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The Roar


'They can try': Marnus on England's chances of Gabba heist, renewing bromance with Smith and vice-captaincy snub

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3rd December, 2021

Having vied with Steve Smith for the title of Australia’s best bat since his whirlwind 2019 Ashes series heroics, Marnus Labuschagne was an option for many to take on the vice-captaincy role in the Test team following Pat Cummins’ elevation to the captaincy.

However, the Queenslander has taken the snub in his stride, telling reporters at his local club Redlands that Cummins and Smith are “the right people for the job right now”.

Labuschagne also opened up on the renewing of his famous ‘bromance’ with fellow batting star Smith, and had a blunt message for England’s chances of repeating India’s storming of the Gabba from earlier this year.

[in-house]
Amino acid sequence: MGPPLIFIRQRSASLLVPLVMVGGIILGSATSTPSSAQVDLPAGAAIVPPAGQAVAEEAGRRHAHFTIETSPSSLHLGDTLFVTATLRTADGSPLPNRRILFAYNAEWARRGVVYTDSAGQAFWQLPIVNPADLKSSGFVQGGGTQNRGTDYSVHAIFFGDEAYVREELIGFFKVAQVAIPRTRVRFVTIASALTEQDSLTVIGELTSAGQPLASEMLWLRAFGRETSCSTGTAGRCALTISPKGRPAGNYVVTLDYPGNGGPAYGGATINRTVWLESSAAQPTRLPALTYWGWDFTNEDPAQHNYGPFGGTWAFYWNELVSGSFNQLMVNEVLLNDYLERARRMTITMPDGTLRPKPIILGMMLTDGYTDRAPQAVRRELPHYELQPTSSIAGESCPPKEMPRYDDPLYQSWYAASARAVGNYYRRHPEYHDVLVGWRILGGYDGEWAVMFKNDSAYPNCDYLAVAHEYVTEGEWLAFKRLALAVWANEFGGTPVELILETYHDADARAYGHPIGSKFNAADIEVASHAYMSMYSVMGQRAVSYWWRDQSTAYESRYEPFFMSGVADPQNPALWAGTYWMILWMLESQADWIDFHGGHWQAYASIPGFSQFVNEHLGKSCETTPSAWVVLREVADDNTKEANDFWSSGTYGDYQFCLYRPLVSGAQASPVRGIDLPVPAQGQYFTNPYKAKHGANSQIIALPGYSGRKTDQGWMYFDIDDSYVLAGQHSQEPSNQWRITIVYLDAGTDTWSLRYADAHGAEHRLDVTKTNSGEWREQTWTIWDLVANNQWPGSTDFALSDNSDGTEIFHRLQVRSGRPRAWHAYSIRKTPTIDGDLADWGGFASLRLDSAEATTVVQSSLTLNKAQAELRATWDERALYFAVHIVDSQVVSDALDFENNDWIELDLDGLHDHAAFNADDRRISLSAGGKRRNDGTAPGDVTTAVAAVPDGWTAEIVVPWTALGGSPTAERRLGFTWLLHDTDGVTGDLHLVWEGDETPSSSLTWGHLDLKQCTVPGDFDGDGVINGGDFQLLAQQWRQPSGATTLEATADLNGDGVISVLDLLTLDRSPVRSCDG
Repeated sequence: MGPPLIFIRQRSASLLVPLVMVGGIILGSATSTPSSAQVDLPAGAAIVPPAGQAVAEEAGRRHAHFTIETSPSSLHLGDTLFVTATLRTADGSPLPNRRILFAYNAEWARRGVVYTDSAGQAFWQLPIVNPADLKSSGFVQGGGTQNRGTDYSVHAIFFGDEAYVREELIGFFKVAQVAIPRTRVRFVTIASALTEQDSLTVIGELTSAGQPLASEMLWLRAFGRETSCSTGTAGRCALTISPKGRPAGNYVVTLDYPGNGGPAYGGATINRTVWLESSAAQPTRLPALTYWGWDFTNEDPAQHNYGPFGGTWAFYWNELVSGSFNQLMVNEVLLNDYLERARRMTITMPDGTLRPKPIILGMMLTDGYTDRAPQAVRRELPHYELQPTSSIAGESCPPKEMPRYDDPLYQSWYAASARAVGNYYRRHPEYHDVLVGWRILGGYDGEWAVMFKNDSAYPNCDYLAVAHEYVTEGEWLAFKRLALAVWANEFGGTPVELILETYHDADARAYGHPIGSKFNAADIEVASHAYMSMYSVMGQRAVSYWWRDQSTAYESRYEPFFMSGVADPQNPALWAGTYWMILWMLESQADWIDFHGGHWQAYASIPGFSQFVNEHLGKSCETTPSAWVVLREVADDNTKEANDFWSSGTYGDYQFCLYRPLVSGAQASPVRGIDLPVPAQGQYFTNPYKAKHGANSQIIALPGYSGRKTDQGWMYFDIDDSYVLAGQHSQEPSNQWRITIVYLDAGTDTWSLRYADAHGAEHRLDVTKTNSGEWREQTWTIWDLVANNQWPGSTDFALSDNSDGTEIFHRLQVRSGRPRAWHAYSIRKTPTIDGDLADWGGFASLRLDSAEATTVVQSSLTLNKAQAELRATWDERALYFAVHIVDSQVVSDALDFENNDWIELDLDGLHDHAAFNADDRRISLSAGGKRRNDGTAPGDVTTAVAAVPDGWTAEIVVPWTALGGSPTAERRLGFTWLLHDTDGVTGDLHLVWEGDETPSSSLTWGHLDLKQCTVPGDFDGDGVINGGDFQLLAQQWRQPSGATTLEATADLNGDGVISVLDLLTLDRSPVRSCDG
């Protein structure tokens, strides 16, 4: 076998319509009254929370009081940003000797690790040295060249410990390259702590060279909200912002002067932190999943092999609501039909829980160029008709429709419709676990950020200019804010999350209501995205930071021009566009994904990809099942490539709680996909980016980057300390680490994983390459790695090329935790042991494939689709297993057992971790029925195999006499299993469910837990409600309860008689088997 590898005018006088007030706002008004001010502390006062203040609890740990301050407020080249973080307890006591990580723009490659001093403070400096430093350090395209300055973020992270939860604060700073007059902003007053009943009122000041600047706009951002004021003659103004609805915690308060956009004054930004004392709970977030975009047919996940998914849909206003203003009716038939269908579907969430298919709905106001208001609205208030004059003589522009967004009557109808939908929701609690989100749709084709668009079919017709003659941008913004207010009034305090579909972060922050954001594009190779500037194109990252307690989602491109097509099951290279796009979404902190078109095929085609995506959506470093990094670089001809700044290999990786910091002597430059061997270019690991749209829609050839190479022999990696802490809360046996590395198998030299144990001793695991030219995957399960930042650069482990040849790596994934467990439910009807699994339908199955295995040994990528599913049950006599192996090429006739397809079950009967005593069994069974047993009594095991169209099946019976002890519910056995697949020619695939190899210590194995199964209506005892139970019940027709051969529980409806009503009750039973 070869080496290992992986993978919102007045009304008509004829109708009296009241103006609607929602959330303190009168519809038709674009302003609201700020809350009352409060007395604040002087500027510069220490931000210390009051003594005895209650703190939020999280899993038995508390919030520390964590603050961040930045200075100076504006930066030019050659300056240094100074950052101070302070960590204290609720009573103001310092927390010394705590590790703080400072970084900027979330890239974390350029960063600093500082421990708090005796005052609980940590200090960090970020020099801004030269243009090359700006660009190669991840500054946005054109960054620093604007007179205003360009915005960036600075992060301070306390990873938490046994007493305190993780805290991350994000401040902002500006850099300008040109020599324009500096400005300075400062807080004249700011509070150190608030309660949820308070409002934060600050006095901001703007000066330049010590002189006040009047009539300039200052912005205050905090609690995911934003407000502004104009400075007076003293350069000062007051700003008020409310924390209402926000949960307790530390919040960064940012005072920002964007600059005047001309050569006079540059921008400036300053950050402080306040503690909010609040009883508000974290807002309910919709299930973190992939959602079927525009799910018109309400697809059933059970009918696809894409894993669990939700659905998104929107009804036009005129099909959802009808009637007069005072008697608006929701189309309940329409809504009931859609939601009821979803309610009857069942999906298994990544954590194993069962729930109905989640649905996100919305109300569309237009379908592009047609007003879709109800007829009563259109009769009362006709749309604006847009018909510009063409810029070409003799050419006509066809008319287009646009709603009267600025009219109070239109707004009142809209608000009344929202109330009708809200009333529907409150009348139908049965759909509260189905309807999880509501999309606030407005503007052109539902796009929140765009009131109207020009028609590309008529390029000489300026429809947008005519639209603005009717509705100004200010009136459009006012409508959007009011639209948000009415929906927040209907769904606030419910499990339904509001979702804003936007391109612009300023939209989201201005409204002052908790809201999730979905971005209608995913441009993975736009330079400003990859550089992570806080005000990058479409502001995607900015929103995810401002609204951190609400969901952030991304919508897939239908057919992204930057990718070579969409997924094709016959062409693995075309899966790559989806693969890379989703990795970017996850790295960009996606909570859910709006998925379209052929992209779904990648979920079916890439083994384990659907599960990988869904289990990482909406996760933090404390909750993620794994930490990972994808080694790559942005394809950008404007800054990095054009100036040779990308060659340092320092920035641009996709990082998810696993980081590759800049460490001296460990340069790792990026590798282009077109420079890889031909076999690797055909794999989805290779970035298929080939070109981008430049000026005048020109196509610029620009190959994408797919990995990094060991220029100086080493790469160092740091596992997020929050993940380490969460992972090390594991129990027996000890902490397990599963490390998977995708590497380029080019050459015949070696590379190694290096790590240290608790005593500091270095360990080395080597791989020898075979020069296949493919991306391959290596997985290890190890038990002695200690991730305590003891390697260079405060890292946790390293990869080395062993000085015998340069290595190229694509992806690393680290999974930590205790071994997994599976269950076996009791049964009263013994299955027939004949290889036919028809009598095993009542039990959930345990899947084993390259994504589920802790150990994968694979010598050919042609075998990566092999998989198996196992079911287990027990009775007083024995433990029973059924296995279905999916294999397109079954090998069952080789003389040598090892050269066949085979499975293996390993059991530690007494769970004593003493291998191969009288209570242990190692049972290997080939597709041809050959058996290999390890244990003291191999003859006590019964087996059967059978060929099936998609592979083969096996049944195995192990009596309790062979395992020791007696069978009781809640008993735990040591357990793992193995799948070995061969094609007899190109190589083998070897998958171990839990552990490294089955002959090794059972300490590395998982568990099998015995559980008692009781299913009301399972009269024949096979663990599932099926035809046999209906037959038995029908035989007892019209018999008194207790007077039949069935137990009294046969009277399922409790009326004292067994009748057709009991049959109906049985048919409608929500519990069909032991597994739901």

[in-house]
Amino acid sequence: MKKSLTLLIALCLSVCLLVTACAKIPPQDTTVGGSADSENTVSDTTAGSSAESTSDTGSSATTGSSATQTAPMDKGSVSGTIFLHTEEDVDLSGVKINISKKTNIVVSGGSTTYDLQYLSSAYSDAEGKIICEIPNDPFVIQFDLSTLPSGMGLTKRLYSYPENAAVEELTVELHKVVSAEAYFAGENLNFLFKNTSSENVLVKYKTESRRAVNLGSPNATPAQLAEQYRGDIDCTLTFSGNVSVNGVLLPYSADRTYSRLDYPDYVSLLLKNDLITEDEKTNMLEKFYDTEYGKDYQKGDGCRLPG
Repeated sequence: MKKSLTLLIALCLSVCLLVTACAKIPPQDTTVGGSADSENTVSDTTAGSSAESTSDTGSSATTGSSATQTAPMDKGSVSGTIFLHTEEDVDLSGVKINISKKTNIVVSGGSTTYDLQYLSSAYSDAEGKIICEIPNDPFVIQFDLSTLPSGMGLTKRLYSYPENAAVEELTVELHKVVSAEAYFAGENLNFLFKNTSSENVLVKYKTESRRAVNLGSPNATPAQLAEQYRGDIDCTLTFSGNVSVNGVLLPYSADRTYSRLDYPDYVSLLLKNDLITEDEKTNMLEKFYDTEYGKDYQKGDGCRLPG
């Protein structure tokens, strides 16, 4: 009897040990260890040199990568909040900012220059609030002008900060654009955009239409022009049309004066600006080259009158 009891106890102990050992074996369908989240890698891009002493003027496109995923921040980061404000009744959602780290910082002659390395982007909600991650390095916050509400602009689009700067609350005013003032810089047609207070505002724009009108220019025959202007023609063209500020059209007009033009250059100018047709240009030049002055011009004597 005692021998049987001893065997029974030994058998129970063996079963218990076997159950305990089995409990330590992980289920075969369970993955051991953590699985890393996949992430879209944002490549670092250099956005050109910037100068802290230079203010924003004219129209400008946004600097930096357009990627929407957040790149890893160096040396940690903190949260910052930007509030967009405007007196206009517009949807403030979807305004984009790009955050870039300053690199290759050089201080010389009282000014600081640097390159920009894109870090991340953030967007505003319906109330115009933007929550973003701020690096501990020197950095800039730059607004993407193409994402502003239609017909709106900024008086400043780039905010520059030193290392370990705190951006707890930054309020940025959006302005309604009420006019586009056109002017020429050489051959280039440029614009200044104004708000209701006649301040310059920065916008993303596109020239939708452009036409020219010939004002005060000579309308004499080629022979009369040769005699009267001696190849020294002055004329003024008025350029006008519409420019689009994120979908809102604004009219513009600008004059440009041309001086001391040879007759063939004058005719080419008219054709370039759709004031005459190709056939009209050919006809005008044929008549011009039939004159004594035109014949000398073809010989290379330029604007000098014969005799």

Here is everything Marnus Labuschagne said in his press conference on Friday afternoon.

On the team’s Ashes preparations

Wild weather has made the lead-in to the Ashes frustrating for Australia and England alike, especially for the Australians who, unlike Labuschagne, were on tour at the T20 World Cup instead of appearing in the Sheffield Shield and Marsh Cup.


However, with the sun shining at Redlands, Labuschagne was confident the team would be making up for lost time with a Friday training session.

“This is probably our first real-hit out with most of the squad here,” he said.

“It’s been a bit wet for the last couple of weeks. It’s nice to get out here at my home club and have a hit.”